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8 Determinants Whether Your Spouse Needs To Work Or Not

Choosing Between Work And Stay-At-Home

Deciding whether one or both parents should work is never easy. There's no single approach that will work well for all families. Many potential cost savings can be gained by a parent staying home to care for the children. On the other hand, there is also a loss of income. Analyzing the details for your own situation is your best bet.

Sometimes, couples have more options when one spouse has a significantly higher paying job or more work flexibility than the other. Many people believe that nearly any couple can afford to live on a single income because childcare and other expenses linked to work, usually use all of the second income. But, this isn't always the case.

1Child Care Expenses

$600 to over $1,000 per month for childcare is not an insignificant amount. Preparing for your future child is important because having a child means extra expenses. On the other hand, stay-at-home parents get to take care of their own children and eliminate child care expenses.

2Clothing Expenses

Most people need clothes for work that cannot be satisfied with the clothes they typically wear at home. Remember, dry cleaning costs a lot as well. So, having your spouse not needing to change for working clothes every day can reduce clothing expenses, and that includes the laundry.

3Transportation Expenses

When one of you stays at home, you might only need one car instead of two. If you just have one car, then commuting expenses can be cut down. Even if you keep two cars, the cost associated with gasoline, tires, maintenance, and more will be significantly reduced.

4Food Or Meal Expenses

If you stop going out to eat, you can save a bundle. If a spouse stays home, that can cut down lunch costs. Additionally, the morning stops at those expensive coffee places will be reduced.

5Home-based Income Opportunity

Maybe one parent can telecommute part-time. There is also the opportunity to start a home-based business that could result in a significant income. This item might require part-time daycare, nursery school, or simply waiting until the child is old enough to start regular school.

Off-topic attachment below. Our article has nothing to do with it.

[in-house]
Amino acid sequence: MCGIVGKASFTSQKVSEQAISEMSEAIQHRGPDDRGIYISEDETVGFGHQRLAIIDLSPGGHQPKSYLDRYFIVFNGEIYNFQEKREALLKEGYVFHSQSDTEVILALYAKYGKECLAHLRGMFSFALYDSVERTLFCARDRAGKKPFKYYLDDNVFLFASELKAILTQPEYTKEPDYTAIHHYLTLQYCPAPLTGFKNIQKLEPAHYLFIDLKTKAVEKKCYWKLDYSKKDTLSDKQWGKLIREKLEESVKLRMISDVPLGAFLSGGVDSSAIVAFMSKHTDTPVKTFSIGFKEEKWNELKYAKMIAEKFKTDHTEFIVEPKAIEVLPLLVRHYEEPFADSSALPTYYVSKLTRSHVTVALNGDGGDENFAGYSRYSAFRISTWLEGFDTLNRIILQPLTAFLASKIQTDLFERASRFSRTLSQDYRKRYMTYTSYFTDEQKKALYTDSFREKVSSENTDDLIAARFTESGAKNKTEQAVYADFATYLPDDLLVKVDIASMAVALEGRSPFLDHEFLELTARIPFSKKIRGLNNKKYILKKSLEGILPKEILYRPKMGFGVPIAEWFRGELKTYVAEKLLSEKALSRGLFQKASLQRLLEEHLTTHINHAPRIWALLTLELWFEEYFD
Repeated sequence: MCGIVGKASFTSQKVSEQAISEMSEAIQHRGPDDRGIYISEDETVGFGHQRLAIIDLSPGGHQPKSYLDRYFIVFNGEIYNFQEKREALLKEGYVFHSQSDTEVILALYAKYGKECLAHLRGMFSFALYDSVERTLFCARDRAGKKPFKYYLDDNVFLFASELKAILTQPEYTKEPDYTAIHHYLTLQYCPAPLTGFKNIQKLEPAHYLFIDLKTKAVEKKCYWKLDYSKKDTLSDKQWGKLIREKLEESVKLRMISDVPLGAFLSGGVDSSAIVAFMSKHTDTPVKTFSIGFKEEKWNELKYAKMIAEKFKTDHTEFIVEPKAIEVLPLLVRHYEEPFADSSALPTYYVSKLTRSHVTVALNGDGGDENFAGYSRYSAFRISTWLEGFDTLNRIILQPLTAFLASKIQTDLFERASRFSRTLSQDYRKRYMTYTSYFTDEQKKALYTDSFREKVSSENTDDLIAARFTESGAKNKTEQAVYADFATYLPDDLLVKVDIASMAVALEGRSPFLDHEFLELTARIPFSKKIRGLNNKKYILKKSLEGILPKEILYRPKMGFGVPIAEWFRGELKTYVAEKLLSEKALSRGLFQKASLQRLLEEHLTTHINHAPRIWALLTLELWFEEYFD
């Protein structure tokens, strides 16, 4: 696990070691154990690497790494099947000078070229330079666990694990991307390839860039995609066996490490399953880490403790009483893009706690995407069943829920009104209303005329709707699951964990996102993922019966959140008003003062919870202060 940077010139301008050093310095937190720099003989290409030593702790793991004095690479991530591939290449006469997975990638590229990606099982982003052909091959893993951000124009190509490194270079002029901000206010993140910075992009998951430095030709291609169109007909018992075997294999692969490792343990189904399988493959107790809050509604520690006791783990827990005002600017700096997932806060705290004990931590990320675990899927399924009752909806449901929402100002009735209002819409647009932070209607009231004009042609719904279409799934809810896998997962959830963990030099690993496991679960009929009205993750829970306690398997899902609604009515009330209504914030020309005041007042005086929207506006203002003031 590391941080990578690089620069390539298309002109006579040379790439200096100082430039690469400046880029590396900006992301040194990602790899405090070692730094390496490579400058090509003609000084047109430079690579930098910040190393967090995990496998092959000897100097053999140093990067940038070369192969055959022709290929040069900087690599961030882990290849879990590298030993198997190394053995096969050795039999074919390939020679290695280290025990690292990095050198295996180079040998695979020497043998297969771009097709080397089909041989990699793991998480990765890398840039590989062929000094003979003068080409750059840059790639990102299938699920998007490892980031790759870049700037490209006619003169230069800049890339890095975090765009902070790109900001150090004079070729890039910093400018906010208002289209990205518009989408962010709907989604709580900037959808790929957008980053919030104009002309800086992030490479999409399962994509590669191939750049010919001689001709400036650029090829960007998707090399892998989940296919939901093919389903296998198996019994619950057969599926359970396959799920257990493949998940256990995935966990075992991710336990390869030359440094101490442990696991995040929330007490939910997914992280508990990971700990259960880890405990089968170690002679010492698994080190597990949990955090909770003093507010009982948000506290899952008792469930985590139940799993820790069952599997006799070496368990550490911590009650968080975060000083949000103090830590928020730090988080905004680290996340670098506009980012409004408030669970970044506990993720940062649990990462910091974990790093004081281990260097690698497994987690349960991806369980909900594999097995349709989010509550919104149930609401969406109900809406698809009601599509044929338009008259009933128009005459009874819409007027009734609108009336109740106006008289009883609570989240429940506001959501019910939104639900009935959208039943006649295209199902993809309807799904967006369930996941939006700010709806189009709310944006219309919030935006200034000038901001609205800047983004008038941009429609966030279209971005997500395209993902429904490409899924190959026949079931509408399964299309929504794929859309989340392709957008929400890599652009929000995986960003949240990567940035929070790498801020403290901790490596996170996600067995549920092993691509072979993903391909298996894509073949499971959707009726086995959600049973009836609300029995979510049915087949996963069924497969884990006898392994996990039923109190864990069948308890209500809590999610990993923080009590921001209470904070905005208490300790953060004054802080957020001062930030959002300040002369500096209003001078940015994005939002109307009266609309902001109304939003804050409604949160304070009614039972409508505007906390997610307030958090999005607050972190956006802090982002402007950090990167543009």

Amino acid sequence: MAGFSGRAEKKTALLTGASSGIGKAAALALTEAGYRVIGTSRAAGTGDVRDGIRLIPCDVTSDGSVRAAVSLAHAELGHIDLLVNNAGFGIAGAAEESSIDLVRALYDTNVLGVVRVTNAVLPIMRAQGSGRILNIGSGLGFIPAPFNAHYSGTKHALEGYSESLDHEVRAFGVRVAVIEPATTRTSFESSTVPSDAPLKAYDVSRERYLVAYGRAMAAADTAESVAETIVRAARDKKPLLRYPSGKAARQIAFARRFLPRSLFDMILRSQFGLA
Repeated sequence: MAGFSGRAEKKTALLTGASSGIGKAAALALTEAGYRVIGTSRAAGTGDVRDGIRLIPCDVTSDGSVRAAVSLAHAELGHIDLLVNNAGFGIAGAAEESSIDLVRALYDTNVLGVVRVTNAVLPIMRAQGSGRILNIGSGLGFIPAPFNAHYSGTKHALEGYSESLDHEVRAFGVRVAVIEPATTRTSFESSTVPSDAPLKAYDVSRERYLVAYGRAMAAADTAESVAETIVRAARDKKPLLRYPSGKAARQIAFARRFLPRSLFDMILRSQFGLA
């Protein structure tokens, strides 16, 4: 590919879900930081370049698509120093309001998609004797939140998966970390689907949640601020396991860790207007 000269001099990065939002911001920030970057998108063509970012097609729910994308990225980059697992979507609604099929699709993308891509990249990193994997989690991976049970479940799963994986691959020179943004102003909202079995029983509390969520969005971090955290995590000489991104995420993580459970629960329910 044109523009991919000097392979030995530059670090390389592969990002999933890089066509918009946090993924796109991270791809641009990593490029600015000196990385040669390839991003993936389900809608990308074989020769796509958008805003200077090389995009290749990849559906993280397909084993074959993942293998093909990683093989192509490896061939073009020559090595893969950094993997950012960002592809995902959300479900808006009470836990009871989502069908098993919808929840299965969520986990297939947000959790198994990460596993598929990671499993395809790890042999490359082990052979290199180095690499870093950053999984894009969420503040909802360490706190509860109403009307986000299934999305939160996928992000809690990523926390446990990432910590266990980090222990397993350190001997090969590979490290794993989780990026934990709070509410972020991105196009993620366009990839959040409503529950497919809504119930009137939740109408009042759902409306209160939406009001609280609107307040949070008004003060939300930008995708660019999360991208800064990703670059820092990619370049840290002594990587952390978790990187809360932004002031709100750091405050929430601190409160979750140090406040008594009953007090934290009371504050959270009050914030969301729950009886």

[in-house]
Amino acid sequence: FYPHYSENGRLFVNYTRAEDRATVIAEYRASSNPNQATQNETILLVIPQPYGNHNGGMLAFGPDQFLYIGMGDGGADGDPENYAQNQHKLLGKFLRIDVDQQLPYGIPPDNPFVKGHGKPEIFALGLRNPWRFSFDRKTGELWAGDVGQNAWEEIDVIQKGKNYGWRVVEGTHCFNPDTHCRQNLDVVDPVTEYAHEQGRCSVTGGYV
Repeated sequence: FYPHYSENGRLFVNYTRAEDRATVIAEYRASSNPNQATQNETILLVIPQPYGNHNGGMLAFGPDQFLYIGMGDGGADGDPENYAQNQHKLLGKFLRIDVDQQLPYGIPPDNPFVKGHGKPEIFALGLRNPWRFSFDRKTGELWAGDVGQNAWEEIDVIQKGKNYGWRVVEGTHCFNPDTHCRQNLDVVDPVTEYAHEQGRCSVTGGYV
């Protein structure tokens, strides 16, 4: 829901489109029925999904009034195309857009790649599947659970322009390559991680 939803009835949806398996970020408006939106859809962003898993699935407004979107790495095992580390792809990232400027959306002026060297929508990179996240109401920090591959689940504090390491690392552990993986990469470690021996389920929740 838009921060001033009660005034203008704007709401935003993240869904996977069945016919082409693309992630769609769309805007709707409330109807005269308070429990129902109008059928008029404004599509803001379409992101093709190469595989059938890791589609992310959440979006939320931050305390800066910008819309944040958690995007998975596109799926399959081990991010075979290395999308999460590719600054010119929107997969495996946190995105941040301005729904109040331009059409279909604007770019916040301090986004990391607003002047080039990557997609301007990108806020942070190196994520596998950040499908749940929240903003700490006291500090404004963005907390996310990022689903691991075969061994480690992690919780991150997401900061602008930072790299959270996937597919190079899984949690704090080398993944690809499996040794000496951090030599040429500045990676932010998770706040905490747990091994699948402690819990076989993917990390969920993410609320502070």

6Frugal Living

If you use this opportunity to overhaul your entire way of life, you might save a bunch more through simple living. Make a list of all your monthly expenses, crash out everything you could do without, and start cutting. A lifestyle that highlights frugality can be a wonderfully simple and meaningful way to live.

7Retirement Money

Two earners in the family often mean two sets of retirement accounts. You can miss out on a lot of retirement savings and 401(k) contributions by staying home. Keeping your job can prepare you for retirement.

8Career Plans

Is your current career important to each of you? Dropping out of the workforce can stop your career cold. Consider where you would be likely to be in 10 years if you continued working. You might not even be able to start at the same level you left.

One parent staying home with the children can be wonderful for the kids. It can also be a financially reasonable solution depending on the specifics. Consider the long-term impact and decide, if it's the right move for your family's situation.



About Author

Jackie Wing

Jackie Wing is an Alaska native, who enjoys snowboarding more than is probably socially acceptable. She lives in Anchorage with her two dogs Reese and Peanut, or as she likes to call them "Thing 1" and "Thing 2."